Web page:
This is the time of year when those not listening to ‘Test Match Special’ with a beer or a glass of spritzer to hand are busy commenting on Facebook about the perennial monster ‘insect’ that spends its life inflicting life-threatening poisonous bites on the unwary or scaring the crap out of the rest of us as it scuttles by at about 10mph (16kph).
I’m talking about Wind Scorpions aka barrel spiders aka camel spiders, or sun spiders after its Latin name Solifugae, which means “those that flee from the sun”. There are around 1000 recorded species around the world. Wind Scorpions look pretty bizarre and pretty dangerous, they are fast movers and they hiss and act extremely aggressively if you happen to piss them off! All of which adds to the urban myths that surround them.
Size: the largest species are around 5-6 inches (12-15 cms) in total length and about 4 inches across the legs and not ‘nearly half a metre’ as indicated by your best friend after a nerve-soothing gin or three!
Speed: they are capable of moving at up to 10 mph (16 kph) which is about a third of the speed of a human sprinter – well worth bearing in mind next time you see one trotting along the balcony rail!
Poisonous: despite what you read or hear they are not – with the possible exception of a species in India. That their bite is extremely painful and the wound liable to secondary infection is without doubt. If you are unlucky enough to get bitten or you suspect that your pet has been bitten get to the vet pronto! Well, you go to the doctor . . !!
Here in Turkey, should you come across one these creatures, it will be Galeodes araneoides, so let’s focus on this particular species. It hails from the same family/class as spiders and scorpions so it is an Arachnida although it sits firmly in its own group. Arachnida have eight legs but Wind Scorpions appear to have ten with the front pair carried off the ground and in front of the creature – rather like some ghoul or an extra in an early ‘Frankenstein’ movie! This impression is going to be reinforced because these ‘ghouls’ hunt by night and hide up in cool, dark places by day.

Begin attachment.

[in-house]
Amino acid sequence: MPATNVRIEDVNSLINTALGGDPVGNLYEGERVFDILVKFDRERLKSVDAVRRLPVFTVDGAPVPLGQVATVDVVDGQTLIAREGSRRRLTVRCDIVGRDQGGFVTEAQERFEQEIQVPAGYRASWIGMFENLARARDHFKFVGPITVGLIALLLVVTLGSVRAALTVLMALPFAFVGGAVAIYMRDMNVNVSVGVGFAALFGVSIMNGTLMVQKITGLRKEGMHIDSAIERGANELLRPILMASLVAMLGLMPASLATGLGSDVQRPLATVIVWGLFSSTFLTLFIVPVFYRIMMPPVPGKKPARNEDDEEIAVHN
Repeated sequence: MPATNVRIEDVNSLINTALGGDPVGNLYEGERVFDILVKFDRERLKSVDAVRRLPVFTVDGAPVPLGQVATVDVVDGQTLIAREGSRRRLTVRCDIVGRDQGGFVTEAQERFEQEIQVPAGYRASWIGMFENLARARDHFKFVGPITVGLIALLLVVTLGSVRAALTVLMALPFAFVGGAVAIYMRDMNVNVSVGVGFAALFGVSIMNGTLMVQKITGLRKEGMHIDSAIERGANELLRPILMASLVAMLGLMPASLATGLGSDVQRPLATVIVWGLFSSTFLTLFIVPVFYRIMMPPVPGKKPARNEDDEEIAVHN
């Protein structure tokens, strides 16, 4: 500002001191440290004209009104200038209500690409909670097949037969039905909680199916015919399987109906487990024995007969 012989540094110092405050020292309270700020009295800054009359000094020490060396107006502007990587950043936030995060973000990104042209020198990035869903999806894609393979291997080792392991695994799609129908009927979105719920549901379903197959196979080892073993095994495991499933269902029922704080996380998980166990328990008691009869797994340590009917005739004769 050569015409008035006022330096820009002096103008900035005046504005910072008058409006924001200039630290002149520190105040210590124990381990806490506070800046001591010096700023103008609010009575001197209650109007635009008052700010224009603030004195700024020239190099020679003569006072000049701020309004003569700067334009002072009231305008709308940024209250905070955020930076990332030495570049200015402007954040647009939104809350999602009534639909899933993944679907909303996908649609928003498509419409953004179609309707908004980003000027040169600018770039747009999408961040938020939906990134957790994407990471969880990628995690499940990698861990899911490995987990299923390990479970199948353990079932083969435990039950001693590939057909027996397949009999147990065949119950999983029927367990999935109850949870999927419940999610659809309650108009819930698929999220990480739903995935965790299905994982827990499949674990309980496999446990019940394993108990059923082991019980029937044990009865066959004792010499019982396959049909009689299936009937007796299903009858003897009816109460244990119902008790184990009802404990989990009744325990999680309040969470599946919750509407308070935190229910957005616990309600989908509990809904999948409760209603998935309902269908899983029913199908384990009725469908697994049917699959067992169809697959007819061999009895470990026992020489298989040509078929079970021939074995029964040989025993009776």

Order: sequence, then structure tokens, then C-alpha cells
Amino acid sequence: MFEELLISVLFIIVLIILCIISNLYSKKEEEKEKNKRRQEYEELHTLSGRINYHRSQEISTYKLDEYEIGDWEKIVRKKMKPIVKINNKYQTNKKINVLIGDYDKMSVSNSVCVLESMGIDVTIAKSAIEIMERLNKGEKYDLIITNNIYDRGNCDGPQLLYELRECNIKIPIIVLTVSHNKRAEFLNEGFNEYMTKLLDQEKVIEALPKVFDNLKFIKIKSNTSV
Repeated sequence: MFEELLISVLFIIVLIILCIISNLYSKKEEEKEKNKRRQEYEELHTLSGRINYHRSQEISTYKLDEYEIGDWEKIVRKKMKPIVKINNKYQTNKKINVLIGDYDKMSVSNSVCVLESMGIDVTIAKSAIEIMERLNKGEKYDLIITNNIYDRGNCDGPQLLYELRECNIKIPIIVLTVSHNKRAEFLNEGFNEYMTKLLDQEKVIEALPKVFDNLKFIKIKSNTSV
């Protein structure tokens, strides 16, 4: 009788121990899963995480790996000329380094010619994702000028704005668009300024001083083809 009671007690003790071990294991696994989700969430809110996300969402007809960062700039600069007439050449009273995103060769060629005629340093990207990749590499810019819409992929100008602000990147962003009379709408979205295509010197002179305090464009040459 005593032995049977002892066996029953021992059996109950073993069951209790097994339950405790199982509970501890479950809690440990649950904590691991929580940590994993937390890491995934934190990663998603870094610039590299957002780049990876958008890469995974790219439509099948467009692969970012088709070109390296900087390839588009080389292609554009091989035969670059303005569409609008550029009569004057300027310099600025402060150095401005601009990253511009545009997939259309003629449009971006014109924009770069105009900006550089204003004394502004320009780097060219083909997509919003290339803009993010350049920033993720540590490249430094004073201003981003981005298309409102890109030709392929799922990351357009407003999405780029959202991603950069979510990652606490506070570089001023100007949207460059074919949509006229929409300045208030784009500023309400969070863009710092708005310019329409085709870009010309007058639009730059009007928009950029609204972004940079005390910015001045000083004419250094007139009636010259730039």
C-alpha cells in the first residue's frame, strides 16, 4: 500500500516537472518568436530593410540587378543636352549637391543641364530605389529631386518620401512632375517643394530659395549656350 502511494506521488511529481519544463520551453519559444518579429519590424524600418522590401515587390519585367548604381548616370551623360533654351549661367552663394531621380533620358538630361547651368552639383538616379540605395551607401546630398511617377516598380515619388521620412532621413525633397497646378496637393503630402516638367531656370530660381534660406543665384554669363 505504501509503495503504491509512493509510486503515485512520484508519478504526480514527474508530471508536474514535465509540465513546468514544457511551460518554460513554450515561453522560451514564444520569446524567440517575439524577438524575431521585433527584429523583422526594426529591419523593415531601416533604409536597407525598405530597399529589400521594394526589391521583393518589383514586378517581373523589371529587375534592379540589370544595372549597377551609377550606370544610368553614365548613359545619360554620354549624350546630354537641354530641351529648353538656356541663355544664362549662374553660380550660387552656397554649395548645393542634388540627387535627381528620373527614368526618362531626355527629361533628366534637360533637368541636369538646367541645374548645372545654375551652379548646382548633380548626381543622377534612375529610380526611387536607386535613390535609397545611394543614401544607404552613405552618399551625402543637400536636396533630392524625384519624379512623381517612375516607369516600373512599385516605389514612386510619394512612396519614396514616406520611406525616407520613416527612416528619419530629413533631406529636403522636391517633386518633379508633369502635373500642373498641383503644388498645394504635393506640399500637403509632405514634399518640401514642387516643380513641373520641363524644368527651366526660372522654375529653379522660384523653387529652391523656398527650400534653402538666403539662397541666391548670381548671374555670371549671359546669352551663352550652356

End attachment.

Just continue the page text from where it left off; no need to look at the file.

These extra, front ‘legs’ are highly modified pedipalps (those little finger-like things in front of your average spider’s fangs). They are used primarily as sensing organs but can also act as secondary legs for hunting, fighting and climbing. They also have a sort of sticky-pad that helps entrap prey or grip smooth surfaces. The photo left shows the threat/defence pose.
The ‘jaws’ of these creatures are formidable – well able to pierce the toughest beetle case, chop through reptile or small birds’ bones and go straight through your thumb or toe nail! They are also used to make a ‘hissing’ sound that is a clear warning to leave Galeodes alone or face the consequences.
The close-set eyes are worth a mention as they are anything but as simple as they look. They are well able to discern form and are capable of telling friend from foe.
Meanwhile enjoy a Family Photo Album
So, what should you do if you find one of these creatures sharing your home with you? First off, don’t reach for the tin of ‘death spray’ – it will not kill your average adult Wind Scorpion which will take off at a third of the speed of Usain Bolt at his best for some dark place that you will never think to look! Having had a good look at you, Galeodes araneoides will nurture a grudge and a deep, abiding hatred because you used chemical weapons and at a time of its choosing will sneak into your dreams and turn them into your worst nightmare!
Alan in Okçular
ps . . as for what you should do, I suggest you carefully shut the fellow up in a decent sized jam jar then, when no one is looking, sneak out and set it free in the garden of the neighbour you like least!